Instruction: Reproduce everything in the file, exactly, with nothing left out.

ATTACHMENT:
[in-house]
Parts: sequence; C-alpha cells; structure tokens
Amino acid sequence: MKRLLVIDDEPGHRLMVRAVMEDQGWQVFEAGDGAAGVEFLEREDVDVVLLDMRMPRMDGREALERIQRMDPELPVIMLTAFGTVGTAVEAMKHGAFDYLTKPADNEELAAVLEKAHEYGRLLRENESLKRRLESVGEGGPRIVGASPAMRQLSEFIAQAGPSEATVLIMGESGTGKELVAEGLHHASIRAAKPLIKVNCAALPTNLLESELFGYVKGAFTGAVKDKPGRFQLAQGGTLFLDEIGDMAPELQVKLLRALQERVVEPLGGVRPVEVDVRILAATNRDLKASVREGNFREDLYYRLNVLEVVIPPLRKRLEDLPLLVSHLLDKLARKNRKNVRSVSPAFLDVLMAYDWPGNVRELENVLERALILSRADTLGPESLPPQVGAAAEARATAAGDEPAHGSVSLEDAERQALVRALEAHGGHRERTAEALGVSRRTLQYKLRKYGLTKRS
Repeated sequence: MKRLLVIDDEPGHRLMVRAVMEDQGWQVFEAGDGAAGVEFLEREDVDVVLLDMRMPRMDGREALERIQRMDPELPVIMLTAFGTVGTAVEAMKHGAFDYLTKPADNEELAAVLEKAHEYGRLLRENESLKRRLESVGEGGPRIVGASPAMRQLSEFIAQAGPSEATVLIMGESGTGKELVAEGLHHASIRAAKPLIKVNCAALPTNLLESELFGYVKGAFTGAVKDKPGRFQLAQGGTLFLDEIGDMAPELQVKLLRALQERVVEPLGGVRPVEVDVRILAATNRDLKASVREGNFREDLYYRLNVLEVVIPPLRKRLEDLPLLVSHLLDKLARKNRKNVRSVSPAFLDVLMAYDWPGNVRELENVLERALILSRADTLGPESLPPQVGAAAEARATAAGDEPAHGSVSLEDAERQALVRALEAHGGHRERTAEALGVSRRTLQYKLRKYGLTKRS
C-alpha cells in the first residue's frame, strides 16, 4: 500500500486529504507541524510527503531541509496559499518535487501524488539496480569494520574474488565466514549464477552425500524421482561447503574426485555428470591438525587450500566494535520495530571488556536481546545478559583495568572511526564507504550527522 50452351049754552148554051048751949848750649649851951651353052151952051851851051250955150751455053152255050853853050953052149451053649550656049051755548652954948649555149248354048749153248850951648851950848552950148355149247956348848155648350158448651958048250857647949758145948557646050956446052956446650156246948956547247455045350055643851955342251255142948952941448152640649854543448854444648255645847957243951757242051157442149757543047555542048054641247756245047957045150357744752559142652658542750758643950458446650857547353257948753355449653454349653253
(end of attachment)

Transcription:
[in-house]
Parts: sequence; C-alpha cells; structure tokens
Amino acid sequence: MKRLLVIDDEPGHRLMVRAVMEDQGWQVFEAGDGAAGVEFLEREDVDVVLLDMRMPRMDGREALERIQRMDPELPVIMLTAFGTVGTAVEAMKHGAFDYLTKPADNEELAAVLEKAHEYGRLLRENESLKRRLESVGEGGPRIVGASPAMRQLSEFIAQAGPSEATVLIMGESGTGKELVAEGLHHASIRAAKPLIKVNCAALPTNLLESELFGYVKGAFTGAVKDKPGRFQLAQGGTLFLDEIGDMAPELQVKLLRALQERVVEPLGGVRPVEVDVRILAATNRDLKASVREGNFREDLYYRLNVLEVVIPPLRKRLEDLPLLVSHLLDKLARKNRKNVRSVSPAFLDVLMAYDWPGNVRELENVLERALILSRADTLGPESLPPQVGAAAEARATAAGDEPAHGSVSLEDAERQALVRALEAHGGHRERTAEALGVSRRTLQYKLRKYGLTKRS
Repeated sequence: MKRLLVIDDEPGHRLMVRAVMEDQGWQVFEAGDGAAGVEFLEREDVDVVLLDMRMPRMDGREALERIQRMDPELPVIMLTAFGTVGTAVEAMKHGAFDYLTKPADNEELAAVLEKAHEYGRLLRENESLKRRLESVGEGGPRIVGASPAMRQLSEFIAQAGPSEATVLIMGESGTGKELVAEGLHHASIRAAKPLIKVNCAALPTNLLESELFGYVKGAFTGAVKDKPGRFQLAQGGTLFLDEIGDMAPELQVKLLRALQERVVEPLGGVRPVEVDVRILAATNRDLKASVREGNFREDLYYRLNVLEVVIPPLRKRLEDLPLLVSHLLDKLARKNRKNVRSVSPAFLDVLMAYDWPGNVRELENVLERALILSRADTLGPESLPPQVGAAAEARATAAGDEPAHGSVSLEDAERQALVRALEAHGGHRERTAEALGVSRRTLQYKLRKYGLTKRS
C-alpha cells in the first residue's frame, strides 16, 4: 500500500486529504507541524510527503531541509496559499518535487501524488539496480569494520574474488565466514549464477552425500524421482561447503574426485555428470591438525587450500566494535520495530571488556536481546545478559583495568572511526564507504550527522 50452351049754552148554051048751949848750649649851951651353052151952051851851051250955150751455053152255050853853050953052149451053649550656049051755548652954948649555149248354048749153248850951648851950848552950148355149247956348848155648350158448651958048250857647949758145948557646050956446052956446650156246948956547247455045350055643851955342251255142948952941448152640649854543448854444648255645847957243951757242051157442149757543047555542048054641247756245047957045150357744752559142652658542750758643950458446650857547353257948753355449653454349653253